For this next post, we share some more ideas of how creativity can be implemented across disciplines.
Technique no3 : Sound Collage (Phil Beadle) (15 mins plus)
- cognitive: Imaginative and Inquisitive > making connections and challenging assumptions > idea generation > enhancement through collaboration> explanation
- social: developing listening skills and agency
Desks are pushed to the side of the room and seats are placed in the free space. Students sit on these, leaving enough room for a teacher to walk between them. Each student is asked to think of three ideas/words which they hold onto. When the teacher walks past them, they repeat their first choice idea/word three times; they repeat their word loudly and clearly like a chant. Students listen to the cacophony as the teacher walks past their peers.
- Students then stand-up and walk around the room repeating their idea/word looking to cluster with other ideas/words that they think they have a connection to.Students form pairs or groups of three then discuss why they have linked with each other. Each group explains to the other groups what the links are.
- Students then break their cluster, and form new groups and try to find words with which they have no obvious, immediate connection. They ask each other whether those new connections are stronger than the previous ones.
Example: This technique can be used to build definitions and understandings of important concepts. It can help to also identify how much a class knows about a concept. In history, this can be used to explore the meaning of revolution. Groups may align around words such as ‘change’, ‘violence’ and ‘complaint’. During the second phase, words such as ‘anarchy’ and ‘rights’ might find themselves aligned.
Technique no4 : four dimensional question frames (Cambridge University) (15 mins plus)
- cognitive: Inquisitive > exploring and challenging assumptions > enhancement through collaboration> building tools for analysis
- social: developing listening skills and agency, sharing and shaping guesswork and hypotheses
A research question is examined to explore the students’ understanding of the potential meanings within it and the set of dimensions embedded within it that need to be understood before analysis begins and before writing-up an answer. In small groups, the students are encouraged to think of how many questions they can ask of the question.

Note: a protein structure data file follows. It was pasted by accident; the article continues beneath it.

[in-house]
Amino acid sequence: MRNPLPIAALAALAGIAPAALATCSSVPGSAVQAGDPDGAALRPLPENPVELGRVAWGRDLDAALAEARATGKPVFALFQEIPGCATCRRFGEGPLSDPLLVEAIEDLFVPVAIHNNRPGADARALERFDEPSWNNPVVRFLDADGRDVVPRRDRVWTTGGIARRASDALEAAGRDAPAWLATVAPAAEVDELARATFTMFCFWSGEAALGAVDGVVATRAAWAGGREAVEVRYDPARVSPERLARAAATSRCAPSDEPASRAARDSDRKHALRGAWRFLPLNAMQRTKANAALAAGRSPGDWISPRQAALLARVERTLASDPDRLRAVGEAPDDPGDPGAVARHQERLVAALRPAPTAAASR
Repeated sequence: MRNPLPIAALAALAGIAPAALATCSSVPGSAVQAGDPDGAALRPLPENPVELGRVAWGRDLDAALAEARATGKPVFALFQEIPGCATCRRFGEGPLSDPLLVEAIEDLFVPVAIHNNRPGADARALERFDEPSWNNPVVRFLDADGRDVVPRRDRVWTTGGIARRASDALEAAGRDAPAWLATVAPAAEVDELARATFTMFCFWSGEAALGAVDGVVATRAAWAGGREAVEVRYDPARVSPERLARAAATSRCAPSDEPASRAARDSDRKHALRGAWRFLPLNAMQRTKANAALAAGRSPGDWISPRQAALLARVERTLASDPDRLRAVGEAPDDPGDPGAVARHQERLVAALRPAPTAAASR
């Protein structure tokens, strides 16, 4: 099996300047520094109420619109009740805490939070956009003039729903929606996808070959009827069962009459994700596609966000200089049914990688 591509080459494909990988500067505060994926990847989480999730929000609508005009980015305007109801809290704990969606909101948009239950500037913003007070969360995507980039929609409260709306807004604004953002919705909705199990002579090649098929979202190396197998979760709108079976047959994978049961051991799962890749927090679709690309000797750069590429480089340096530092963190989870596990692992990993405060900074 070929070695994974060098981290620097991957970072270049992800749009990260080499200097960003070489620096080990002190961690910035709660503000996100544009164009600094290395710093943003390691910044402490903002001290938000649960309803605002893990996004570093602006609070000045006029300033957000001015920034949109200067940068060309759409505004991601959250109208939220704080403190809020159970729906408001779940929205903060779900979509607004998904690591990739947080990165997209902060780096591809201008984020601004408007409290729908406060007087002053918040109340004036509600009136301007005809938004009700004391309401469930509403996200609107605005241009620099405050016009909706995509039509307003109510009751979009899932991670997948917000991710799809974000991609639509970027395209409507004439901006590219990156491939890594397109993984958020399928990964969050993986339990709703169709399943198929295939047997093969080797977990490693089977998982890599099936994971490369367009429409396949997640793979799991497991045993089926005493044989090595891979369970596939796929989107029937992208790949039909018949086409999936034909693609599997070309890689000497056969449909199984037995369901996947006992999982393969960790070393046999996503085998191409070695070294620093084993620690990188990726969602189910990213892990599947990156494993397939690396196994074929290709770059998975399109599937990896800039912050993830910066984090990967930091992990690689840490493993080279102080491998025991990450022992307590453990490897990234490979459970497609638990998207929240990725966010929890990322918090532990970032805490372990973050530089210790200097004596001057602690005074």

- What do the concepts mean in the question? Do they contain any assumptions? Can these be questioned?
- Is there an implied debate?
- Is there a clear focus to the question that suggests ajudgement, assessment or evaluation that needs to be arrived at?
- Is there a beginning, middle and endimplied within the question?
And a 5th dimension:
- Why is the question worth asking to begin with? Why do we need to know the answer?
Example: In science, practical investigations are often performed to answer a question. For instance, “what happens to a spring when a force is applied?” It is often tempting to give students a set of instructions telling them how to perform the experiment and then some questions to check they have understood the rules. This may make them passive learners and thinkers. Another approach would be to ask the following questions.
- What are the variables in the question? (Look at the extension of the spring and the force applied.)
- What hypothesis will allow you to answer the question? (look at when a force is applied how the spring will stretch until the tension in the spring equals the force applied.)
- What do you predict from your hypothesis? (look at the greater the force applied the greater the extension.)
- What experimental method will allow you to test the prediction? (e.g., hang a spring vertically using a clamp. Measure the original length of the spring. Add a 100g mass to the end of the spring and measure the new length. Continue adding 100g mass up to 1kg and record the length each time.)